Dutch-inspired improvements to cycling infrastructure in Lithuania, harmonised day and night-time urban speed limits in Poland and major new national road safety strategies in Greece and Portugal are some of the changes inspired by the EU-funded Road Safety Exchange project, which wraps up with a final event today in Brussels.
The project, which was funded by the European Parliament and managed by the European Transport Safety Council on behalf of the European Commission, has linked national experts from twelve EU Member States in partnerships spanning three years.
Teams of specialists from Austria, Bulgaria, France, Greece, Ireland, Lithuania, the Netherlands, Poland, Portugal, Romania, Spain and Sweden joined forces in a series of study visits and online webinars to learn about best practice in areas including speed management, drink and drug driving prevention, safety of cyclists and pedestrians, and data collection.
Participants also got to see some of the latest advances in road safety enforcement, such as the recently-introduced cameras that use artificial intelligence to detect hand-held mobile phone use at the wheel in the Netherlands. On a visit to Ireland, experts learned about roadside testing for drug use. In Sweden, participants were shown how medical staff in hospitals are able to complement police-generated data on road injuries – which gives policymakers a more accurate picture of the road safety challenges that still need tackling.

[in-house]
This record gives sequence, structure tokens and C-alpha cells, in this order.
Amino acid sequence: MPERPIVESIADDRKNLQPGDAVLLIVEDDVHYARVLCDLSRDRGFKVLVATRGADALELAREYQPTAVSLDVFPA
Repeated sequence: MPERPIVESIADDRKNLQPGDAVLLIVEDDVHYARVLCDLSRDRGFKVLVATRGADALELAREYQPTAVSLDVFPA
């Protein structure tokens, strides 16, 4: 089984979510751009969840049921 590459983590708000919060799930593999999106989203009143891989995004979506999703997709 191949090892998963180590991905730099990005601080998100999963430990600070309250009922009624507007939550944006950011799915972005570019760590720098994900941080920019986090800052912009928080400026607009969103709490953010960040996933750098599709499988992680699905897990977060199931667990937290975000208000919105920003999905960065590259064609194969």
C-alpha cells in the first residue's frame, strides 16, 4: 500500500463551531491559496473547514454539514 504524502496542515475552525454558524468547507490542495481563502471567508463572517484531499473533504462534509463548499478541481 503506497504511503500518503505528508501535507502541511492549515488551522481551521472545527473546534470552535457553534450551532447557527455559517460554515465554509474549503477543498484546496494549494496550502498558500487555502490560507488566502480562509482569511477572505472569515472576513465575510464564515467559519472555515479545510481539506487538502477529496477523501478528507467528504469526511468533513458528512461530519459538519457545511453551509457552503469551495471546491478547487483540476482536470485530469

The project has already led to policy changes in several countries. Participants also say the programme has helped with the development of long term road safety strategies, such as those recently launched by Greece and Portugal.
Elena Kountoura, the MEP who led the European Parliament’s recent report on the EU’s ten-year road safety strategy, commented:
“Europe has the safest roads in the world, but, despite progress, there are still huge differences between countries. That’s why it is so important that we support programmes, such as the EU Road Safety Exchange, they bring Europeans together to solve common challenges and save lives.”
European Commissioner for Transport Adina Vălean said:
“This project is an example of how, by working together and learning from each other, we can have a direct impact and make the EU’s roads safer. I congratulate all participants and look forward to a bigger and better second edition of the EU Road Safety Exchange.”
Theodora Calinescu, Project Manager at the European Transport Safety Council, which ran the project on behalf of the European Commission said:
“This project shows that it’s not necessary to reinvent the wheel every time you want to improve road safety. It’s fantastic that countries that have made great progress already are willing and able to share their knowledge so others can benefit faster from solutions that work. There’s nothing like visiting a place and seeing how things are working on the ground. We think all the participating countries have appreciated the benefits of these exchanges.”